Program set to begin June 1 and will remain in effect through Sept. 30
BATTLE GROUND — During the peak of the summer season, from June through September, Battle Ground water utility customers use nearly 3 million gallons of water per day – more than twice the typical amount of water used during the rest of the year.
The difference highlights the significant amount of water being used for outdoor applications, and the need to proactively manage the city’s water resources.
Beginning June 1, the city of Battle Ground is implementing a voluntary Odd/Even Watering (irrigation) Program for all residential, commercial and public customers. The program will remain in effect through Sept. 30:
- Water customers with addresses ending in an odd number may water/irrigate outdoors on Saturdays, Mondays & Wednesdays only
- Water customers with addresses ending in an even number may water/irrigate outdoors on Sundays, Tuesdays, and Thursdays only
- Friday is a non-watering day for everyone, allowing the water system to refill city reservoirs.
- Exceptions are granted for vegetable gardens, newly planted lawns, and potted or hanging plants. These may be watered as needed to prevent damage and protect your investment. Best practices to use the water efficiently is always encouraged.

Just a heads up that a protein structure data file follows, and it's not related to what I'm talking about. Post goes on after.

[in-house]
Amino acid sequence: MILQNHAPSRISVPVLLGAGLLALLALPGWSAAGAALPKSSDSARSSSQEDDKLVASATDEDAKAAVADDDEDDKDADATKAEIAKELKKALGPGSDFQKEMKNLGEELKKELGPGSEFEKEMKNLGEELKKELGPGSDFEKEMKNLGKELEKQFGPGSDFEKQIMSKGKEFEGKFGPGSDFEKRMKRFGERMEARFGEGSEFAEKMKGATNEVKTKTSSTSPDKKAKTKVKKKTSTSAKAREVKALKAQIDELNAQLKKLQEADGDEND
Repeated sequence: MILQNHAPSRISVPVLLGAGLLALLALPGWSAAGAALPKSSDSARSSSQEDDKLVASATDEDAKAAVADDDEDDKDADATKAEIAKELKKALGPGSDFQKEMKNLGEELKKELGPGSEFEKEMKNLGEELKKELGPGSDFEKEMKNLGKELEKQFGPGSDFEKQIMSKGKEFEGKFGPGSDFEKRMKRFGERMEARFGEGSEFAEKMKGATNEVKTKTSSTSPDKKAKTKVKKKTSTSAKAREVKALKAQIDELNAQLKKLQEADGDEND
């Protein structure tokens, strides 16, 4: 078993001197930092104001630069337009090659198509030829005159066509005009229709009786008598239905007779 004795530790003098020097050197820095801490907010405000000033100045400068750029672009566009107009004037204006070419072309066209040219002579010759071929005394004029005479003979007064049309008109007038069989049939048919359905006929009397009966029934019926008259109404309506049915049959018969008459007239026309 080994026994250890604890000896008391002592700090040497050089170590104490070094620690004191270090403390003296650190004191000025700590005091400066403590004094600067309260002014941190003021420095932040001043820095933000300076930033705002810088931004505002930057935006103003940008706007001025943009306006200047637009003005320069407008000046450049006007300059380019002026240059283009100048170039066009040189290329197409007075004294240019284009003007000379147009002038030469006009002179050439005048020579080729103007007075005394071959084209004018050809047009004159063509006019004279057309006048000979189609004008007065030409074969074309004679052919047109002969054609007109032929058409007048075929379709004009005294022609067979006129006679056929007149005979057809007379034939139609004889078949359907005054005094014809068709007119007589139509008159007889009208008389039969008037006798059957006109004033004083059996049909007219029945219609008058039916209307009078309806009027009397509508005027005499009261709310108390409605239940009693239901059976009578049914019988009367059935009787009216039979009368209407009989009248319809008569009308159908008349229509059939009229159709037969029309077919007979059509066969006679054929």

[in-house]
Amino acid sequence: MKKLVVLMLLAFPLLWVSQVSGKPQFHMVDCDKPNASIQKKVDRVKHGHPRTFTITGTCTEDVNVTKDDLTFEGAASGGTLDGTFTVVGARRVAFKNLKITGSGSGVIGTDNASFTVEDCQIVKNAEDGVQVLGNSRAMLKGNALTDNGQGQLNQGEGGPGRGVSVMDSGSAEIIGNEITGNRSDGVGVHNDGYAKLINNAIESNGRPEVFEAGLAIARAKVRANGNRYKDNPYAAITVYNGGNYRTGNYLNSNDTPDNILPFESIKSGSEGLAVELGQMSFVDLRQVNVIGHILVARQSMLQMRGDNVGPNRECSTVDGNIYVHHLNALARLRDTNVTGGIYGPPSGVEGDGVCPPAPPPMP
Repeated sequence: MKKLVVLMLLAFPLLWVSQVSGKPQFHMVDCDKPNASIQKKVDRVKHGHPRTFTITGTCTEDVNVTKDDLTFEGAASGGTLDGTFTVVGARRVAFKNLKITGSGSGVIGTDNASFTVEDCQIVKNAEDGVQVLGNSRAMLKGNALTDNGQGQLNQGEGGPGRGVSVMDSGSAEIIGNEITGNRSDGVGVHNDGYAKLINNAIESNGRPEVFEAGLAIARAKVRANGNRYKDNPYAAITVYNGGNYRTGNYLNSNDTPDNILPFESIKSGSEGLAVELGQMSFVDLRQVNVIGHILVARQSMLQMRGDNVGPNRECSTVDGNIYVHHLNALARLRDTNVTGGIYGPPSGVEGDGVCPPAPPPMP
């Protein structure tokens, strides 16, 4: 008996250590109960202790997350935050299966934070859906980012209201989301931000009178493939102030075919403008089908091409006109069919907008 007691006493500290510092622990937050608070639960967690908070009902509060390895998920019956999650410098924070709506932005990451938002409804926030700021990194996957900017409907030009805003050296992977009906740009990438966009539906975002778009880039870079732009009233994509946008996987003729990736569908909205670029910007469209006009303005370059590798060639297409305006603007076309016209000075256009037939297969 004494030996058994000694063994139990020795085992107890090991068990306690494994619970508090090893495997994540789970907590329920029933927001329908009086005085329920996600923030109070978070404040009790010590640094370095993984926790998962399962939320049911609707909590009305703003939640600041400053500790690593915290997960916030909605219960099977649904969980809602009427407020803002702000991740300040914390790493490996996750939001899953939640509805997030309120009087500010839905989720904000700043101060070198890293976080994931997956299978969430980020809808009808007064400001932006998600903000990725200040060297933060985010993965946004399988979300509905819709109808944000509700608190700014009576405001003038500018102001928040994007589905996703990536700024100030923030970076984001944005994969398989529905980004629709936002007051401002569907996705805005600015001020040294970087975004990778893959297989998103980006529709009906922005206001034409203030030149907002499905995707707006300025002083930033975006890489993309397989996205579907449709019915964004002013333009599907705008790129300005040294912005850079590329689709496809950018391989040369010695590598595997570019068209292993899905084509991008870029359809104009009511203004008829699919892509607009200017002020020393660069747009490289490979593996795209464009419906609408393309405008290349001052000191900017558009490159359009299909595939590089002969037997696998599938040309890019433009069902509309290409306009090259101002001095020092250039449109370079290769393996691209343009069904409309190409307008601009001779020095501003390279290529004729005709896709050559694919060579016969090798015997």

“An odd/even water management program is simple in its application, can save a half-million gallons of water per day, and is essential to maintain safe levels of water in the city’s reservoir tanks,” said Public Works Director Scott Sawyer.
Water resources are not an unlimited supply; on days when temperatures soar, local water demand can easily exceed production. The city uses eight wells — the maximum allowed by state regulations — to draw water from the Troutdale and Sand & Gravel underground aquifers. The aquifers are a natural resource, used regionally for a growing population. Their storage capacity can vary from season to season and from year to year. Rainfall, even in the amounts we experience here in the great Pacific Northwest, does not immediately or completely recharge the aquifer.
Water production levels in the city of Battle Ground are at about 80 percent of capacity and continue to decline. To supplement the amount of water produced by the city’s wells, an intertie with Clark Public Utilities (CPU) was established in July of 2014. The intertie allows the city to purchase water directly from CPU to serve customer demand. The cost is factored into overall city water rates.
Water management is a growing concern throughout the state. While conservation efforts are important year-round, the impacts of rising summer temperatures and the resulting water demand, makes summertime water conservation efforts that much more important.
There are many ways to conserve water both in and outside your home or business. Participating in the Odd/Even Watering Program and using other simple conservation techniques can cut your summer water usage appreciably and every little bit helps, both in your pocketbook and in your community. The city’s Water Conservation website page at www.cityofbg.org/conserve-water contains links to some of the best conservation resources and tips.
Information provided by city of Battle Ground.